Use Microfiber Cloths – They are the most efficient. Second-best are 100-percent cotton cloths, such as old t-shirts, slightly dampened. Avoid terrycloth and polyesters, which only create more dust.

Vacuum Before You Mop - Always vacuum (or sweep) before you mop. When it's time to mop, start from the far corner and make your way to the exit.

Vacuum into the Room, Then Out – Start from the entrance and move toward the walls, then vacuum your way out again to cover the main traffic areas twice.
 

Published with permission from RISMedia.


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Preparedness Month Reminders Can Protect You Year-Round

September 5, 2016 1:09 am


September is National Preparedness Month—but as a homeowner, it's important to be prepared year-round. This year, we're passing on some tips to weather a power outage with minimal damage to the appliances and electrical systems in your home, courtesy of Eversource Energy:

Build an emergency kit with essential items to meet the needs of your family, including a first-aid kit. (Visit Ready.gov/Build-a-Kit to get started.)

Fill several large containers with water for drinking; if necessary, fill your bathtub so you have water to flush the toilet.

Fill up the tank. You may need to travel at a moment's notice—and your car can also keep you warm, so long as you keep it well-ventilated and don’t sleep while it's running. Purchase extra if you own a gas-powered generator.

Have adequate medical supplies and prescriptions for yourself and your pets.

List emergency numbers near a phone (landline, since cordless phones don’t work during outages) and in your mobile phone, including numbers for the Red Cross, your local fire and police departments, and your doctor.

Keep batteries, candles, flashlights and matches on hand throughout the house.

Prepare to cook outside. Use a charcoal or propane grill, or even a camping cook stove, if the power goes out. Never bring a grill inside!

Stock up on non-perishables, such as canned goods and pet food.

Turn the temperature controls on your refrigerator and freezer to the coldest setting to keep food cold as long as possible in the event of a power outage.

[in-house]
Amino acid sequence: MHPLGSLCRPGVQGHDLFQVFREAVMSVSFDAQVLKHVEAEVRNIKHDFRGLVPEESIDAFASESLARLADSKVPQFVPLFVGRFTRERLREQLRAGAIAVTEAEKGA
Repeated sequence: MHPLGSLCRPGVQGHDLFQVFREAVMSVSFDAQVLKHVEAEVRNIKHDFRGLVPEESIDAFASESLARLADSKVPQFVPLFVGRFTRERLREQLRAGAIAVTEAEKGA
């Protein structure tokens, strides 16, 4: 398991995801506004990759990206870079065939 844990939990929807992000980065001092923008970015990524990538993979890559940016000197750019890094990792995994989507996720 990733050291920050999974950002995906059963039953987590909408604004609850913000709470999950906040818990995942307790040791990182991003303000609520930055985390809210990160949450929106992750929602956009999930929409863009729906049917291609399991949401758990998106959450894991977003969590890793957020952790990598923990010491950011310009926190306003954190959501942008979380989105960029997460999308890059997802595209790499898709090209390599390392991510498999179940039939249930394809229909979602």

Published with permission from RISMedia.


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Stress Less…on a Spur-of-the-Moment Trip?

September 2, 2016 1:06 am


Preparing to vacation can be stressful—determining what to bring, delegating tasks while you’re away…it can make you forget why you were getting away in the first place!

A recently released report reveals the least stressful trips are the ones we don’t plan for—those last-minute excursions that leave us little time to prepare. The report, by Booking.com, states spontaneous trips “boost happiness” and “reduce stress,” and can even make us “more productive at work.”

Most spontaneous trips, according to the report, occur at the end of summer, while some occur when severe weather threatens or over school holidays.

One of the most fun parts of a spontaneous trip? The “hotel room ritual,” the report found. Last-minute travelers say the first thing they do when they enter a hotel room is:

• Check Out the Bathroom/Shower (48 percent)
• Admire the View (47 percent)
• Jump on the Bed (22 percent)
• Scope Out the Mini-Bar (8 percent)
• Take a Selfie (5 percent)

When was your last spontaneous trip? Do you have a hotel room ritual?

Source: Booking.com
 

Published with permission from RISMedia.


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Forget Your Cereal—Is Your Home 'Fortified?'

September 2, 2016 1:06 am


Few things are more concerning than learning of weather-related disasters that take a toll on homes, neighborhoods and entire communities, so the prospect of promoting consumer access to cutting-edge, home-building and -retrofitting was worth stopping the presses.

Recently, the Insurance Institute for Business & Home Safety (IBHS) and Munich Re launched an app, FORTIFIED Home On the Go, to help homeowners build safer, stronger structures in the face of increasing severe weather events. FORTIFIED™ Home is “a set of engineering and building standards designed to help strengthen new and existing homes through system-specific building upgrades to minimum building code requirements that will reduce damage from specific natural disasters.”

The app walks homeowners (and architects and contractors) through the home-strengthening process. It provides animations, technical specifications and videos for building and retrofitting single-family homes.

Julie Rochman, president and CEO of the IBHS, says the FORTIFIED Home program provides a uniform set of construction and retrofitting standards to help improve a home’s resilience.